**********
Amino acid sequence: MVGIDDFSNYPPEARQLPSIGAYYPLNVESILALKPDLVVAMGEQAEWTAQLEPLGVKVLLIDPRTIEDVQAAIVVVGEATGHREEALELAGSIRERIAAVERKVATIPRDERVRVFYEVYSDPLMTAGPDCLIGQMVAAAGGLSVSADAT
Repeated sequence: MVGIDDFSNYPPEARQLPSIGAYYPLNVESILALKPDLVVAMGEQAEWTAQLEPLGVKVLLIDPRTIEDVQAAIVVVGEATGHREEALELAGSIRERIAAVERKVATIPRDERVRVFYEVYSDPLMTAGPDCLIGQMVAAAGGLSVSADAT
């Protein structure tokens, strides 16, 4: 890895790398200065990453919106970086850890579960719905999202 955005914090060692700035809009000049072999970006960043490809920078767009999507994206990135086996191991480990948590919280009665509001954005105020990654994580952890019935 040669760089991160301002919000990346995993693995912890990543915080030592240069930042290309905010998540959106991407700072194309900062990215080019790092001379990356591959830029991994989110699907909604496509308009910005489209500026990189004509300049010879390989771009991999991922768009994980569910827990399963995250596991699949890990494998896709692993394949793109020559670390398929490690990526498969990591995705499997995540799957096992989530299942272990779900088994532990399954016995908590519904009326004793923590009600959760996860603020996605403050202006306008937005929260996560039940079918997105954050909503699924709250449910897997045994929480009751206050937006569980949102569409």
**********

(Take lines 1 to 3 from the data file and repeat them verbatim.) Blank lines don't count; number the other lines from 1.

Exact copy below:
Amino acid sequence: MVGIDDFSNYPPEARQLPSIGAYYPLNVESILALKPDLVVAMGEQAEWTAQLEPLGVKVLLIDPRTIEDVQAAIVVVGEATGHREEALELAGSIRERIAAVERKVATIPRDERVRVFYEVYSDPLMTAGPDCLIGQMVAAAGGLSVSADAT
Repeated sequence: MVGIDDFSNYPPEARQLPSIGAYYPLNVESILALKPDLVVAMGEQAEWTAQLEPLGVKVLLIDPRTIEDVQAAIVVVGEATGHREEALELAGSIRERIAAVERKVATIPRDERVRVFYEVYSDPLMTAGPDCLIGQMVAAAGGLSVSADAT
């Protein structure tokens, strides 16, 4: 890895790398200065990453919106970086850890579960719905999202 955005914090060692700035809009000049072999970006960043490809920078767009999507994206990135086996191991480990948590919280009665509001954005105020990654994580952890019935 040669760089991160301002919000990346995993693995912890990543915080030592240069930042290309905010998540959106991407700072194309900062990215080019790092001379990356591959830029991994989110699907909604496509308009910005489209500026990189004509300049010879390989771009991999991922768009994980569910827990399963995250596991699949890990494998896709692993394949793109020559670390398929490690990526498969990591995705499997995540799957096992989530299942272990779900088994532990399954016995908590519904009326004793923590009600959760996860603020996605403050202006306008937005929260996560039940079918997105954050909503699924709250449910897997045994929480009751206050937006569980949102569409």